How to connect Canon EOS R5

Help and ask for help on your Canon wireless file transmitter

How to connect Canon EOS R5

Postby Plini » Sun Nov 08, 2020 10:32 am

Dear Team

have been a happy snuttersnitch user with the Nikon WT5 for years.

Now I had to switch to a Canon R5 and am a little lost. I prefer Shuttersnitch over the Canon IMage transfer utility and am looking for a step by step guide to connect R5 to Shuttersnitch.
If possible with autotransfer which I think I can set in the camera.

Please help ;-)

Best regards Harald
Plini
 
Posts: 2
Joined: Sat Nov 07, 2020 11:19 pm

Re: How to connect Canon EOS R5

Postby TheBrew » Sun Nov 08, 2020 11:48 am

Hi Harald,

I don't have an R5 myself, but I know it's confirmed to work.

The first thing you should do is go to the 'Options' -> 'Setup Guide' in the collection overview in ShutterSnitch, select 'Canon EOS / High-end Powershot' and tap 'Done'.

From looking at the manual, page 584 and onward "Connecting to a Smartphone", I can at least point you to the right steps:

* Ignore any Bluetooth options - go with Wi-Fi. So start on page 600 selecting 'Connect to smartphone' -> Add a device to connect to -> iOS -> Connect via Wi-Fi.
* You won't need the Camera Connect app installed. In fact, if you do, don't open it when the camera asks for it (that'll mess things up). Instead open ShutterSnitch and make sure you're inside a collection.

If anyone with an R5 can help with a guide, please chip in!
Support the development of ShutterSnitch: Rate/review it in iTunes, Tweet about it, make Youtube videos, blog about it.. Get the word out.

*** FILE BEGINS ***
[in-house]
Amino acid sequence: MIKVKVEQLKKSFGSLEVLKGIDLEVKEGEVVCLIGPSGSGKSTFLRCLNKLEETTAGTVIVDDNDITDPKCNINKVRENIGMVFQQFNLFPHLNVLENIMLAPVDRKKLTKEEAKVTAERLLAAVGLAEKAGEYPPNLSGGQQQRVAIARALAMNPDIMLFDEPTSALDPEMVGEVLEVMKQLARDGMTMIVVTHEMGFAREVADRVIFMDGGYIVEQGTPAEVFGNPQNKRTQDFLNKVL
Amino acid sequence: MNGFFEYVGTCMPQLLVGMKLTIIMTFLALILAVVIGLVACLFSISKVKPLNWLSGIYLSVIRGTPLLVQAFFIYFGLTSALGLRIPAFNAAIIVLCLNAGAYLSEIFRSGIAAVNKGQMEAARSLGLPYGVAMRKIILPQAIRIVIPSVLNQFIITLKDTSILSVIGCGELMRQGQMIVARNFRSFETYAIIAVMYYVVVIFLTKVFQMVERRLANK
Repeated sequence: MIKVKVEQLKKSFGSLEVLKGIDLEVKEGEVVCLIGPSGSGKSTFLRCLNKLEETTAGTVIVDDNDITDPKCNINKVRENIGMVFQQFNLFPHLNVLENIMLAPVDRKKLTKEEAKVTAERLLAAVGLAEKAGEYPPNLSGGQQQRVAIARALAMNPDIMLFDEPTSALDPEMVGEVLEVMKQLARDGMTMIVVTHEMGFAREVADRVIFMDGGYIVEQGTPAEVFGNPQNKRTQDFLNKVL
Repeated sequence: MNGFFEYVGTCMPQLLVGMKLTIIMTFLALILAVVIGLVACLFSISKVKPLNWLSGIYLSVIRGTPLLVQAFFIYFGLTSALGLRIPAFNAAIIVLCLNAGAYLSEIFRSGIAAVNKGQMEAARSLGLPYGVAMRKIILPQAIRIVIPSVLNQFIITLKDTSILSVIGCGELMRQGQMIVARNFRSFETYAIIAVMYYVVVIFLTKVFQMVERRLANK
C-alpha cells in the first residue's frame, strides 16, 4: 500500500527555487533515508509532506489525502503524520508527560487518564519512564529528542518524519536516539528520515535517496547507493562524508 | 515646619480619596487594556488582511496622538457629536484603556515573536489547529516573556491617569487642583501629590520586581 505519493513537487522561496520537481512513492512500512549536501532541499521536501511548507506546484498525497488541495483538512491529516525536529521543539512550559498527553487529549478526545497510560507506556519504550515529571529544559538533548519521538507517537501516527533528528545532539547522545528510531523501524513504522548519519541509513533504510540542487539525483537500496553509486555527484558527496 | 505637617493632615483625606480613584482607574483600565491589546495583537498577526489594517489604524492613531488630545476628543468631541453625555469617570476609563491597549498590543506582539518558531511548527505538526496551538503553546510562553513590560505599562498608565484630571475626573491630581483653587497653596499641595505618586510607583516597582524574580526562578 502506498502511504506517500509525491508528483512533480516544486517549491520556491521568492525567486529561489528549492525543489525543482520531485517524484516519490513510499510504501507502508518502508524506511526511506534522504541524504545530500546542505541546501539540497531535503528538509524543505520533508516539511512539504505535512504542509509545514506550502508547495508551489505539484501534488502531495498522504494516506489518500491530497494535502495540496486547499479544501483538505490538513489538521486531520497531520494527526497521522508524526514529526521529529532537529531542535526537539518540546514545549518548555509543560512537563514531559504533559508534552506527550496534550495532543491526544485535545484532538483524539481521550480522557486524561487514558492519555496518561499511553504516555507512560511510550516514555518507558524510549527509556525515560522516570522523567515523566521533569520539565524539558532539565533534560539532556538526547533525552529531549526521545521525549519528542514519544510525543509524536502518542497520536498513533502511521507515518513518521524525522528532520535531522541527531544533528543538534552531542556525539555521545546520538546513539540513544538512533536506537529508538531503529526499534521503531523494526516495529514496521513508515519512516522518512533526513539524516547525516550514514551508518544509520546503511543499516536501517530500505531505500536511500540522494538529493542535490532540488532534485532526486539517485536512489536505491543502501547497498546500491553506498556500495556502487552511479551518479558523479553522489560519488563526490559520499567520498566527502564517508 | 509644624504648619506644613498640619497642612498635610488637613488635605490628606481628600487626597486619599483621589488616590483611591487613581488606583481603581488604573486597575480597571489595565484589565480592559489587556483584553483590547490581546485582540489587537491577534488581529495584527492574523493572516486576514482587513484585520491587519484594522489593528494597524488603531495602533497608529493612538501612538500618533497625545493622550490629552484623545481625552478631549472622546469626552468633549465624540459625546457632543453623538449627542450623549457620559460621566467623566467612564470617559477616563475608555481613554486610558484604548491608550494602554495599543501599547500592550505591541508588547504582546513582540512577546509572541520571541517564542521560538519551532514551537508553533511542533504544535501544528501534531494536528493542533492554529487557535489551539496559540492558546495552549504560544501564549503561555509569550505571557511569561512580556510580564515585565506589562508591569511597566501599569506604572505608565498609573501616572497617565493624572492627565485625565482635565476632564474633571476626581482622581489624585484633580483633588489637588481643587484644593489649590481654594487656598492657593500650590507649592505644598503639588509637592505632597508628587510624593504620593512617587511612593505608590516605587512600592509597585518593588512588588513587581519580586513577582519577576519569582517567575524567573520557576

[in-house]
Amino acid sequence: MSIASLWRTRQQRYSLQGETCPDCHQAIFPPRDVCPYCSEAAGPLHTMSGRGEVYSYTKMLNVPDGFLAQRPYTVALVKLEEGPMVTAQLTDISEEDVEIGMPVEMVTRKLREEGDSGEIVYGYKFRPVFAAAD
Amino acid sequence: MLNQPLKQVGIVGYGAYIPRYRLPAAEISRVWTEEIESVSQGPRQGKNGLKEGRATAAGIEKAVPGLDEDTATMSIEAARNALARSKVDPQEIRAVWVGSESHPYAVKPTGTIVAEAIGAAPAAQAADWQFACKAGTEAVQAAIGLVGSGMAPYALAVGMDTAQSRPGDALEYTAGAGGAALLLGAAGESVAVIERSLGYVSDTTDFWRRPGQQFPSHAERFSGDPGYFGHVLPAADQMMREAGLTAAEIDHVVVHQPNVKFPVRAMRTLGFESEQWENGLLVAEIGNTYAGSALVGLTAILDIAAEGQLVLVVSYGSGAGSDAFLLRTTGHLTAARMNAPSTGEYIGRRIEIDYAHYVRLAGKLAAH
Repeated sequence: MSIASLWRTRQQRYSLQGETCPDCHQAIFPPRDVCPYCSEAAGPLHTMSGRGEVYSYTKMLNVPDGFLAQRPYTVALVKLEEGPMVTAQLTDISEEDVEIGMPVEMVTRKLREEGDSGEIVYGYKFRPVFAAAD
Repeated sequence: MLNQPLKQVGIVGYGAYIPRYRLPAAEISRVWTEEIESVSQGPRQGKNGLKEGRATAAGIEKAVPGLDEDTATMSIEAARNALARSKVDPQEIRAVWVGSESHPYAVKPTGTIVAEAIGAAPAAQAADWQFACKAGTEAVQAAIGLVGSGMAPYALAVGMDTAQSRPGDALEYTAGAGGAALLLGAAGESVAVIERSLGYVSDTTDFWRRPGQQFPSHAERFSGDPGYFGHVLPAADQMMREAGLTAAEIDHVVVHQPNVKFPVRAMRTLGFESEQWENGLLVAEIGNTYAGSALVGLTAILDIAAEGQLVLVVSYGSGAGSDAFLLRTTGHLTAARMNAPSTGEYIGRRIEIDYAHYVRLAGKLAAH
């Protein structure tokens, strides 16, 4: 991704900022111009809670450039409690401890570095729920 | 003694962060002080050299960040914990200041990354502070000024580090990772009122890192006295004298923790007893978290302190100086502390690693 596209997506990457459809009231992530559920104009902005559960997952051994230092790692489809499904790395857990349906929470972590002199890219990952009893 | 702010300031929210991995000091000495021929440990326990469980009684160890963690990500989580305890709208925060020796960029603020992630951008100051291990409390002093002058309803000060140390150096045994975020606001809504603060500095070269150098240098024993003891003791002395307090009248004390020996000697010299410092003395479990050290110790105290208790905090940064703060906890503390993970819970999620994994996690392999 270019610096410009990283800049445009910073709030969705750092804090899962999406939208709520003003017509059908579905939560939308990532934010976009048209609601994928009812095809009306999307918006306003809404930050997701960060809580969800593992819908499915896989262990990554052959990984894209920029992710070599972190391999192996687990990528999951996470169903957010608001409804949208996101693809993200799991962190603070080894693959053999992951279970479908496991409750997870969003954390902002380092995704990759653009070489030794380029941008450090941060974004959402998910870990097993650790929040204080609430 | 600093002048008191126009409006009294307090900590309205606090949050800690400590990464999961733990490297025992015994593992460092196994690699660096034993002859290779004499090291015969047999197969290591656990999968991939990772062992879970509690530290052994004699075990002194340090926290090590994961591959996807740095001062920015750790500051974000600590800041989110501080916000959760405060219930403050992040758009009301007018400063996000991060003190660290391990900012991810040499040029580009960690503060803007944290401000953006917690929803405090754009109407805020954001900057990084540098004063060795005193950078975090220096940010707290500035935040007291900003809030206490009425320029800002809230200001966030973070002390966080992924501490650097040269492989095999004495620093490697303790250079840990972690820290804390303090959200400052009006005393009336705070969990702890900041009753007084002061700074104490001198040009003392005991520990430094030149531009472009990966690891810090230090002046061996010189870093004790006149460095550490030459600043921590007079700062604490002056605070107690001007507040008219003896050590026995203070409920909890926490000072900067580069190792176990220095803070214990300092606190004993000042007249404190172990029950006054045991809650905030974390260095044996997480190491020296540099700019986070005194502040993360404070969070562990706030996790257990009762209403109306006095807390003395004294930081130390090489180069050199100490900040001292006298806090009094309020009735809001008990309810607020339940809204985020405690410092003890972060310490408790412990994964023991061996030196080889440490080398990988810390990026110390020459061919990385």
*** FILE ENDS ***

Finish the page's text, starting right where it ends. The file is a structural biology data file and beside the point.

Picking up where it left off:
TheBrew
The Developer
 
Posts: 4554
Joined: Wed May 05, 2010 8:48 pm
Location: Denmark

Re: How to connect Canon EOS R5

Postby NickC » Sun Nov 08, 2020 9:01 pm

Hello. I’ve been using Shuttersnitch with Canon for years, and now have an R5 so I can be of some help.

There are several ways to connect Canon cameras to Shuttersnitch, which can cause confusion. The easiest and slowest is the "connect to smartphone" on the camera. The fastest, but requires a little more configuring is via FTP. (and better yet, if you have your own router)

Connect to Smartphone
This method is available on I *think* every Canon camera that has Wifi built in. At least on the 6D2, 5D4, 5Ds/5DsR with wifi card, EOS R, 1DX line with WFT, 1DX3 built in WiFi and with WFT, R5, R6 with and without the WFT grip. This method works, but is usually slower to transfer than FTP. Brian already outlined the steps needed to connect. Basically the camera makes the wifi network, you connect the iPad to it, and then when you open shuttersnitch, the camera sees it and you’re off and running. It’s easier to configure, but is slower to transfer.

FTP
This method Canon puts on what I call their higher tier WiFi enabled cameras. So for example, the 5D4, R5, R6, 1DX line, and anything that uses the dedicated WiFi adapter, like the WFT dongles or battery grips. It’s far faster to transfer pictures, has more features, like sending via the SET button, and also works with Shuttersnitch, so this is what I’ll outline below.

//——————————————————————
Good method - Directions for connecting the R5 to Shuttersnitch using the built-in WiFi to create a network

First configure:
Network1 Menu > Airplane Mode: Off